THIS postcard – dating back to the times of the Austro-Hungarian monarchy – shows what is likely to be the most important site in the long history of Kremnica. The Castle Church of St. Catherine has been this rich mining town’s most dominant building since its very beginnings. First, it was a royal fortress used to protect the revenues flowing from the precious ores mined there and then to safeguard money produced from the town’s mint. As well, the monarchy’s Chamber Earl and the representative of the Royal Office resided in the building.
In the Middle Ages, so-called royal houses were built in almost every free royal town. Usually, the royal scales were placed there. Often, people had to change to new means of payment when certain currencies were removed from circulation or older domestic coins were withdrawn. This also happened when coins became scuffed over time or people had reduced their size, causing them to lose weight.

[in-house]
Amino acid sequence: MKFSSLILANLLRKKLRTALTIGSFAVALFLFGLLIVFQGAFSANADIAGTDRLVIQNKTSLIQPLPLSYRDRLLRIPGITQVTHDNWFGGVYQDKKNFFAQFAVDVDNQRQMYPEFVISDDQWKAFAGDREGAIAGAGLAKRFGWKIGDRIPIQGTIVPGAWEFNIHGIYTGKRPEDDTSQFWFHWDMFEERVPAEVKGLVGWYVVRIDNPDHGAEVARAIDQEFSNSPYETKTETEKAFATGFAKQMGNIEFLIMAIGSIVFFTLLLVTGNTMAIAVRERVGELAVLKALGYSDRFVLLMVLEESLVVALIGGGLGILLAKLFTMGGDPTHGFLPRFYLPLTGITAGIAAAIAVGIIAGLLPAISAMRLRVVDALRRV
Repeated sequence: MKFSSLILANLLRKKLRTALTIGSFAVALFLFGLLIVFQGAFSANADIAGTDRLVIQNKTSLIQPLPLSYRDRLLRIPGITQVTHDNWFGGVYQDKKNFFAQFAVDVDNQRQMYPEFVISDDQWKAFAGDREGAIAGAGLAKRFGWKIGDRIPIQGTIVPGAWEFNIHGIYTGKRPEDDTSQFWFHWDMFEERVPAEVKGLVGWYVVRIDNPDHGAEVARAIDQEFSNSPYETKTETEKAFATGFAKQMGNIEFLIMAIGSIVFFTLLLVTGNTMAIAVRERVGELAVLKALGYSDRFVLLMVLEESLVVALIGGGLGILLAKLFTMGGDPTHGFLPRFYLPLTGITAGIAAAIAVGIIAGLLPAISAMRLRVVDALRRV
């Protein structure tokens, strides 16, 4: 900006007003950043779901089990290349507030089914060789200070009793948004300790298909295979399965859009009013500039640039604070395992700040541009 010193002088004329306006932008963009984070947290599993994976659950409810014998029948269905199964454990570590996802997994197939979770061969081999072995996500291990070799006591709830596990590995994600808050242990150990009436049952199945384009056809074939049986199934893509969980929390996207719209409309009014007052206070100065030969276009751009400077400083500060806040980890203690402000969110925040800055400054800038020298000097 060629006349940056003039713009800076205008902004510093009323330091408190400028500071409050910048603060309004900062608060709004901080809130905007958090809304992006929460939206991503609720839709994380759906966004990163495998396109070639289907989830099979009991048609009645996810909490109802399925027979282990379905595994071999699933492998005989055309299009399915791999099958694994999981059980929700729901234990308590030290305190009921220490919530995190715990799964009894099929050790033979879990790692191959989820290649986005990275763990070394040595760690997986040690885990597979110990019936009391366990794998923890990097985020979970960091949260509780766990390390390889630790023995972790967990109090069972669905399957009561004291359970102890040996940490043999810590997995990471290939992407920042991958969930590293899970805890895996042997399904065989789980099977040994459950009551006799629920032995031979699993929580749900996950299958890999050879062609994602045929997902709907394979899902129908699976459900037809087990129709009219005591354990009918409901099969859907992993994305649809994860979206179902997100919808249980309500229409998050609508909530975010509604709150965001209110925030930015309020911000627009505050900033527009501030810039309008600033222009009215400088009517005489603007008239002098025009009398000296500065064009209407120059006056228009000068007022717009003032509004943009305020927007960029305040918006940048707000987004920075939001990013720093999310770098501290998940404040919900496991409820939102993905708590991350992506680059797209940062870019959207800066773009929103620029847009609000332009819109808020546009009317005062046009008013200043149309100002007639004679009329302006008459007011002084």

The oldest part of the castle complex dates back to the 13th century. All buildings located within the complex, including the fortification itself, underwent many changes over the centuries and now we can hardly imagine what it looked like eight centuries ago. Today, St. Catherine’s church has outstanding acoustics for organ concerts and each summer the site draws thousands of visitors to its festival of organ music.
15. Feb 2010 at 0:00 | By Branislav Chovan